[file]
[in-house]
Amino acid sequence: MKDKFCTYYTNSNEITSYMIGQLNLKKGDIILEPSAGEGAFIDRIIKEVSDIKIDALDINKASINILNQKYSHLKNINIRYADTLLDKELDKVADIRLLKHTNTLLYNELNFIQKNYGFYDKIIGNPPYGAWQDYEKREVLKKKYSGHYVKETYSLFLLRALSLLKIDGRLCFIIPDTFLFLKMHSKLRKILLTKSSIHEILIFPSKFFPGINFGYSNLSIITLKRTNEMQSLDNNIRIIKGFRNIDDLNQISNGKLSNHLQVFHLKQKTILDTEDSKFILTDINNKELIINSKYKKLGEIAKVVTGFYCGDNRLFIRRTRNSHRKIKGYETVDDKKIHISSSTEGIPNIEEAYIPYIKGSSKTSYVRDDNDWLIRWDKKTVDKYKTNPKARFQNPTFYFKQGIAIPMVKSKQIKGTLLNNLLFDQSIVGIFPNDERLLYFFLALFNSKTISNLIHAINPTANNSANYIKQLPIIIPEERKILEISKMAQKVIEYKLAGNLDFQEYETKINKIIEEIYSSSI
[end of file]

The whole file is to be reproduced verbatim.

[in-house]
Amino acid sequence: MKDKFCTYYTNSNEITSYMIGQLNLKKGDIILEPSAGEGAFIDRIIKEVSDIKIDALDINKASINILNQKYSHLKNINIRYADTLLDKELDKVADIRLLKHTNTLLYNELNFIQKNYGFYDKIIGNPPYGAWQDYEKREVLKKKYSGHYVKETYSLFLLRALSLLKIDGRLCFIIPDTFLFLKMHSKLRKILLTKSSIHEILIFPSKFFPGINFGYSNLSIITLKRTNEMQSLDNNIRIIKGFRNIDDLNQISNGKLSNHLQVFHLKQKTILDTEDSKFILTDINNKELIINSKYKKLGEIAKVVTGFYCGDNRLFIRRTRNSHRKIKGYETVDDKKIHISSSTEGIPNIEEAYIPYIKGSSKTSYVRDDNDWLIRWDKKTVDKYKTNPKARFQNPTFYFKQGIAIPMVKSKQIKGTLLNNLLFDQSIVGIFPNDERLLYFFLALFNSKTISNLIHAINPTANNSANYIKQLPIIIPEERKILEISKMAQKVIEYKLAGNLDFQEYETKINKIIEEIYSSSI